Senator Evan Bayh of Indiana was promoted during his prime-time appearance at the podium of the 1996 Democratic convention as a rising star. He was young, attractive, energetic - kind of like that Republican vice-presidential nominee from Indiana, Dan Quayle. But don't count on him to be Al Gore's running mate.
That's because, as the late Democratic Governor Bob Casey explained in his book "Fighting for Life,"despite the presence of pro-life Democrats, "Often it seemed like the Democratic National Committee had become little more than an auxiliary of NARAL," the National Abortion and Reproductive Rights Action League.
To paraphrase Lloyd Bentsen's rejoinder to Dan Quayle, Evan Bayh is no Bob Casey. He is not a uniformly pro-life Democrat, but he has made the strategic mistake (at least within the Democratic firmament) of voting for a ban on partial-birth abortions. Last year, he sided with the pro-abortion position in four of five abortion-related votes - except for the partial-birth vote. As Governor of Indiana, he indicated support for a 24-hour waiting period for abortions, although he never proposed or signed one into law.
Gore vice-presidential coordinator Warren Christopher has quietly taken an earful from the feminist hard left. "We shared information we have on all the candidates and shared with him our feelings that Evan's record is problematic for us," NARAL's Alice Germond told the Baltimore Sun. "We want to keep the Democratic Party the party of choice. That's a more clearly made statement when the vice presidential nominee reflects the party's position and the nominee's position."
"It causes me no small amount of heartburn that I have been hearing about the possibility of Bayh," said Kim Gandy, the executive vice president of the National Organization for Women. "I didn't take it seriously because I did not think Gore would ever select someone who is so weak on women's rights." NOW boss Patricia Ireland told National Review, "Among our activists, there would be a decided lack of interest in campaigning for him and getting out the vote."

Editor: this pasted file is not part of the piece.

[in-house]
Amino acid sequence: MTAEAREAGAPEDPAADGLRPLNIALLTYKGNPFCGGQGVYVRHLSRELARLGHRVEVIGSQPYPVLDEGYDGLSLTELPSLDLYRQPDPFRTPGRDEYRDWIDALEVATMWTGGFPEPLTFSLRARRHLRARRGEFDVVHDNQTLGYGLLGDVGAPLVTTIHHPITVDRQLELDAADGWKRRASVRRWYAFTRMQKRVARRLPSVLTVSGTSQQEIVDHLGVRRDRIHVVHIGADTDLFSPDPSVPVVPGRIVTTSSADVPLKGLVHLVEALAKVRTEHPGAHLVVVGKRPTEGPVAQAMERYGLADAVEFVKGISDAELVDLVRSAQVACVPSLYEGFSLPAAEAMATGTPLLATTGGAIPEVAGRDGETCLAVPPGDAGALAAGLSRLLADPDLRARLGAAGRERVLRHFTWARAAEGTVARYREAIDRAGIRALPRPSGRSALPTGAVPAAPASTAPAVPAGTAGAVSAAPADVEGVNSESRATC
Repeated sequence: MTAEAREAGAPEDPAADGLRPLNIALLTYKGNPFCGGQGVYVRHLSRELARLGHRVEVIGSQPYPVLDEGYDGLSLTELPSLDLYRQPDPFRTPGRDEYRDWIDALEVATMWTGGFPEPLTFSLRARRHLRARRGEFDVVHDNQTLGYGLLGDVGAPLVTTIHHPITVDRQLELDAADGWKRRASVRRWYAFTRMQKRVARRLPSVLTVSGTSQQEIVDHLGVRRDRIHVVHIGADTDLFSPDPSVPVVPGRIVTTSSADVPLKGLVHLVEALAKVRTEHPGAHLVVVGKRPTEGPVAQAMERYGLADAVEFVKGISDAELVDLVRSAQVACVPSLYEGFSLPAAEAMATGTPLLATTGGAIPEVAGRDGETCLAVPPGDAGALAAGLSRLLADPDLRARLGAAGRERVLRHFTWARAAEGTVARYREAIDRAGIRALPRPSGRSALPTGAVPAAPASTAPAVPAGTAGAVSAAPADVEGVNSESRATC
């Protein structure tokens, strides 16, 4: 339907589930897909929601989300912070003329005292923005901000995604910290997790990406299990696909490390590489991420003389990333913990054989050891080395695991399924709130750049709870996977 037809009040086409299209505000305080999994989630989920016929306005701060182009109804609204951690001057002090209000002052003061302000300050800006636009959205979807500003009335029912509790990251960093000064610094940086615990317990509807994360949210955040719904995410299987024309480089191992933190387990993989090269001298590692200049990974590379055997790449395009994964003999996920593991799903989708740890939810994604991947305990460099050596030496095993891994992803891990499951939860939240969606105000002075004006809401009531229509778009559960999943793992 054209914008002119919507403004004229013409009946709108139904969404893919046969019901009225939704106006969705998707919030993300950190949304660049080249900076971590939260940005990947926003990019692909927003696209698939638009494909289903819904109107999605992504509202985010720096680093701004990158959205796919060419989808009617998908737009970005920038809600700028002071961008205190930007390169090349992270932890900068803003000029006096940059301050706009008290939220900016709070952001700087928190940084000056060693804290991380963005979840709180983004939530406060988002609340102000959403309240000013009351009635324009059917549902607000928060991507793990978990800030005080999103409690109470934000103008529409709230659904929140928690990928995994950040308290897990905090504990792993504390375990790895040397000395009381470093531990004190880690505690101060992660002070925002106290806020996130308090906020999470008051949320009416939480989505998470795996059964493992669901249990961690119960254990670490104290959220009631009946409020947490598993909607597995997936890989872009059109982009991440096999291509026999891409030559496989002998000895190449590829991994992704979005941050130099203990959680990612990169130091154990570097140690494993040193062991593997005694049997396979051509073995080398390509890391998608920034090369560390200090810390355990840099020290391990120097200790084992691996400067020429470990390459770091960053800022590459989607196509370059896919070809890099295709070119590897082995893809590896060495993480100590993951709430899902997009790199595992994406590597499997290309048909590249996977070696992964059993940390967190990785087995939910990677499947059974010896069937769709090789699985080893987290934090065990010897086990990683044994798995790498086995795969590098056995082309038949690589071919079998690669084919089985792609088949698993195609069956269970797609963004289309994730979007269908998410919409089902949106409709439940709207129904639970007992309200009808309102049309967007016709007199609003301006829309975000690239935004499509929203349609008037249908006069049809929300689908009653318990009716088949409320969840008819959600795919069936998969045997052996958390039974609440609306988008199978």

Senator Bayh has yet to make the apparently mandatory journey made by nationally ambitious Democrats Jesse Jackson, Dick Gephardt, Bill Clinton, and Al "I Was Always Pro-Choice" Gore, and abandon whatever pro-life "imperfections" they had to become a 100-percent rubber-stamp for abortion-on-demand Democrats.
Mark my words: the pro-aborts will not stop until Bayh goes down that road. And they'll have plenty of help. These behind-the-scenes burblings over Bayh have yet to stir any interest in most quarters of the national media, despite their ritualistic celebrations of "inclusive" abortion-friendly Republican vice-presidential possibilities, from Pennsylvania's Tom Ridge to New Jersey's Christine Todd Whitman. Much like they labored to ignore Bob Casey being banned from the podium at the last two Democratic conventions, liberal reporters would rather leave the impression that only one party needs to moderate its position on abortion to appeal to those mysterious "independent" voters.
Numerically, Democratic dissenters from the NARAL line are much greater in numbers than Republican NARAL sympathizers. In April, the House voted to outlaw partial-birth abortion by a vote of 289 to 140. The Republicans were almost unified (209 to 8), while the Democrats were split dramatically (77 partial-birth opponents to 132 pro-abortion hardliners).
The hard pro-abortion core of the Democratic Party is maintained by NOW, NARAL, and Planned Parenthood - and yet the harshest label they'll ever receive is "liberal" - and this in less than five percent of news stories about them. Even the stories on Bayh clashing with these feminists contain anodyne descriptions of "women's advocacy groups," as if they spoke for all women. Pro-life groups, by contrast, are labeled "conservative" in more than almost half of news stories. Pejorative descriptions like "hard right" and "far right" are often tacked on for good measure.
This journalistic imbalance fails to address the harsh, unflinching language of the pro-abortion political machine, or the reality that their views are thoroughly out of the mainstream. For example, NARAL's Kate Michelman's post-mortem on the 1998 elections included the sentence that "Almost everywhere across the country, voters rejected extremes - including the extreme initiatives to ban so-called 'partial-birth' abortion." But partial-birth bans have been passed in thirty states, and every national poll finds they are favored by 70 percent or more of the voters. We must ask the media elite: who in this equation qualifies as pushing the "extreme initiatives"?
As new polls from the pro-abortion Alan Guttmacher Institute show support for abortion is falling even among teenage boys, and the Los Angeles Times finds support for the Roe v. Wade decision has fallen 13 points to 43 percent, perhaps poll-watching Democrats and their friends in the media should wonder whether it would be politically wiser to push Al Gore toward Evan Bayh, instead of pushing Evan Bayh toward Al Gore.